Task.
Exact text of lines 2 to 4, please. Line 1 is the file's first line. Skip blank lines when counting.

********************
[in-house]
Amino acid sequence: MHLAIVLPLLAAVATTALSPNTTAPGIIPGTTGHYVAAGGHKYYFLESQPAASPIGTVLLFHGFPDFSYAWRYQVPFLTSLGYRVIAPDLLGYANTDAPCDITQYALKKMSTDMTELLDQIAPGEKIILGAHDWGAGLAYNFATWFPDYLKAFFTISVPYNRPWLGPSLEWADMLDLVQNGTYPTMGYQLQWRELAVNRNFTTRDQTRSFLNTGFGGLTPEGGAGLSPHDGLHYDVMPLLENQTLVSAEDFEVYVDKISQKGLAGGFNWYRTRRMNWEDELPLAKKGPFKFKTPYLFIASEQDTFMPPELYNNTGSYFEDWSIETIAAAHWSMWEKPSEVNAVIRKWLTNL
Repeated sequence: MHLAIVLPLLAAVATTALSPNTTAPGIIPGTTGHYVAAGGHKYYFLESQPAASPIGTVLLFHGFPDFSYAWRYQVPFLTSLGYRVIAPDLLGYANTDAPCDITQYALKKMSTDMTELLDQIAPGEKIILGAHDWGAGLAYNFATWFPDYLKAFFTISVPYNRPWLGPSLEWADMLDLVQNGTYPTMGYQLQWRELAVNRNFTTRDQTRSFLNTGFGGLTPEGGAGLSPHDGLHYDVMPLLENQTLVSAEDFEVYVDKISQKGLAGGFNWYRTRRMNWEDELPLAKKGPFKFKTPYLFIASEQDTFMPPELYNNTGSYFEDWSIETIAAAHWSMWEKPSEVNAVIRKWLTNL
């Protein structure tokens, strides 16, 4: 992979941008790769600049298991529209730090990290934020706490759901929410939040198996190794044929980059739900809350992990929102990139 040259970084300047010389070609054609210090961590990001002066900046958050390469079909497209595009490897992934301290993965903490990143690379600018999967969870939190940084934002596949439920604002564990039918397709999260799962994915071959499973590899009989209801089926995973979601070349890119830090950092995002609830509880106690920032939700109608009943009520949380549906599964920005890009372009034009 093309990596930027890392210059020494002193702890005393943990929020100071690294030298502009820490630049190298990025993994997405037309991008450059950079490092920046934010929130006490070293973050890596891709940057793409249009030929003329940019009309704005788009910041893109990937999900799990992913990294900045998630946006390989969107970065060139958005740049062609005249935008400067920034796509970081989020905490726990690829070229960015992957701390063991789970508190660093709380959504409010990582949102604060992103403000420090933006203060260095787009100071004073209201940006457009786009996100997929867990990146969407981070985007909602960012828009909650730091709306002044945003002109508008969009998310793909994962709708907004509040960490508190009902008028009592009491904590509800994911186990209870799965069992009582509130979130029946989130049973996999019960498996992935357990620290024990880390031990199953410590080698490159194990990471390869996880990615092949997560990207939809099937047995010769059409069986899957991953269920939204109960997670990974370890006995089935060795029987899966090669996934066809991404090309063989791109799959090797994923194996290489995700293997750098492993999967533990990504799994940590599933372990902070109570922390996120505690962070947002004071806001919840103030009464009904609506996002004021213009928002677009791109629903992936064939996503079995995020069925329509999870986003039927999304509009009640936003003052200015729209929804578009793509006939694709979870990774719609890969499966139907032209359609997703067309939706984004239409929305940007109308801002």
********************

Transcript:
Amino acid sequence: MHLAIVLPLLAAVATTALSPNTTAPGIIPGTTGHYVAAGGHKYYFLESQPAASPIGTVLLFHGFPDFSYAWRYQVPFLTSLGYRVIAPDLLGYANTDAPCDITQYALKKMSTDMTELLDQIAPGEKIILGAHDWGAGLAYNFATWFPDYLKAFFTISVPYNRPWLGPSLEWADMLDLVQNGTYPTMGYQLQWRELAVNRNFTTRDQTRSFLNTGFGGLTPEGGAGLSPHDGLHYDVMPLLENQTLVSAEDFEVYVDKISQKGLAGGFNWYRTRRMNWEDELPLAKKGPFKFKTPYLFIASEQDTFMPPELYNNTGSYFEDWSIETIAAAHWSMWEKPSEVNAVIRKWLTNL
Repeated sequence: MHLAIVLPLLAAVATTALSPNTTAPGIIPGTTGHYVAAGGHKYYFLESQPAASPIGTVLLFHGFPDFSYAWRYQVPFLTSLGYRVIAPDLLGYANTDAPCDITQYALKKMSTDMTELLDQIAPGEKIILGAHDWGAGLAYNFATWFPDYLKAFFTISVPYNRPWLGPSLEWADMLDLVQNGTYPTMGYQLQWRELAVNRNFTTRDQTRSFLNTGFGGLTPEGGAGLSPHDGLHYDVMPLLENQTLVSAEDFEVYVDKISQKGLAGGFNWYRTRRMNWEDELPLAKKGPFKFKTPYLFIASEQDTFMPPELYNNTGSYFEDWSIETIAAAHWSMWEKPSEVNAVIRKWLTNL
């Protein structure tokens, strides 16, 4: 992979941008790769600049298991529209730090990290934020706490759901929410939040198996190794044929980059739900809350992990929102990139 040259970084300047010389070609054609210090961590990001002066900046958050390469079909497209595009490897992934301290993965903490990143690379600018999967969870939190940084934002596949439920604002564990039918397709999260799962994915071959499973590899009989209801089926995973979601070349890119830090950092995002609830509880106690920032939700109608009943009520949380549906599964920005890009372009034009 093309990596930027890392210059020494002193702890005393943990929020100071690294030298502009820490630049190298990025993994997405037309991008450059950079490092920046934010929130006490070293973050890596891709940057793409249009030929003329940019009309704005788009910041893109990937999900799990992913990294900045998630946006390989969107970065060139958005740049062609005249935008400067920034796509970081989020905490726990690829070229960015992957701390063991789970508190660093709380959504409010990582949102604060992103403000420090933006203060260095787009100071004073209201940006457009786009996100997929867990990146969407981070985007909602960012828009909650730091709306002044945003002109508008969009998310793909994962709708907004509040960490508190009902008028009592009491904590509800994911186990209870799965069992009582509130979130029946989130049973996999019960498996992935357990620290024990880390031990199953410590080698490159194990990471390869996880990615092949997560990207939809099937047995010769059409069986899957991953269920939204109960997670990974370890006995089935060795029987899966090669996934066809991404090309063989791109799959090797994923194996290489995700293997750098492993999967533990990504799994940590599933372990902070109570922390996120505690962070947002004071806001919840103030009464009904609506996002004021213009928002677009791109629903992936064939996503079995995020069925329509999870986003039927999304509009009640936003003052200015729209929804578009793509006939694709979870990774719609890969499966139907032209359609997703067309939706984004239409929305940007109308801002």